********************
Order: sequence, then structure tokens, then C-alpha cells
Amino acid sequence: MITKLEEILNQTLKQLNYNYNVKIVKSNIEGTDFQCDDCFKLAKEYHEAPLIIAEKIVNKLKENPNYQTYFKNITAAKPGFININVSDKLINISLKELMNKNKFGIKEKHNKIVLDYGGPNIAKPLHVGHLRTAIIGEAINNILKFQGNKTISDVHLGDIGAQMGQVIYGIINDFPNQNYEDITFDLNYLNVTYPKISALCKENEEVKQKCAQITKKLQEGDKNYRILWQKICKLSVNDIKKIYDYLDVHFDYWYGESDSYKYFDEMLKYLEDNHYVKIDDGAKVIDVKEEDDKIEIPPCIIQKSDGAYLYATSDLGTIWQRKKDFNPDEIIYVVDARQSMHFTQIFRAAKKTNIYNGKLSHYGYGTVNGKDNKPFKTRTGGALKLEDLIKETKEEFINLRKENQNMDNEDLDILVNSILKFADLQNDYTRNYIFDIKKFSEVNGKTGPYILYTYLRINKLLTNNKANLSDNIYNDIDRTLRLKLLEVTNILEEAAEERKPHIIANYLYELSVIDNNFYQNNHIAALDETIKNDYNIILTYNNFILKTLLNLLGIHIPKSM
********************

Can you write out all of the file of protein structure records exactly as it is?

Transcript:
Order: sequence, then structure tokens, then C-alpha cells
Amino acid sequence: MITKLEEILNQTLKQLNYNYNVKIVKSNIEGTDFQCDDCFKLAKEYHEAPLIIAEKIVNKLKENPNYQTYFKNITAAKPGFININVSDKLINISLKELMNKNKFGIKEKHNKIVLDYGGPNIAKPLHVGHLRTAIIGEAINNILKFQGNKTISDVHLGDIGAQMGQVIYGIINDFPNQNYEDITFDLNYLNVTYPKISALCKENEEVKQKCAQITKKLQEGDKNYRILWQKICKLSVNDIKKIYDYLDVHFDYWYGESDSYKYFDEMLKYLEDNHYVKIDDGAKVIDVKEEDDKIEIPPCIIQKSDGAYLYATSDLGTIWQRKKDFNPDEIIYVVDARQSMHFTQIFRAAKKTNIYNGKLSHYGYGTVNGKDNKPFKTRTGGALKLEDLIKETKEEFINLRKENQNMDNEDLDILVNSILKFADLQNDYTRNYIFDIKKFSEVNGKTGPYILYTYLRINKLLTNNKANLSDNIYNDIDRTLRLKLLEVTNILEEAAEERKPHIIANYLYELSVIDNNFYQNNHIAALDETIKNDYNIILTYNNFILKTLLNLLGIHIPKSM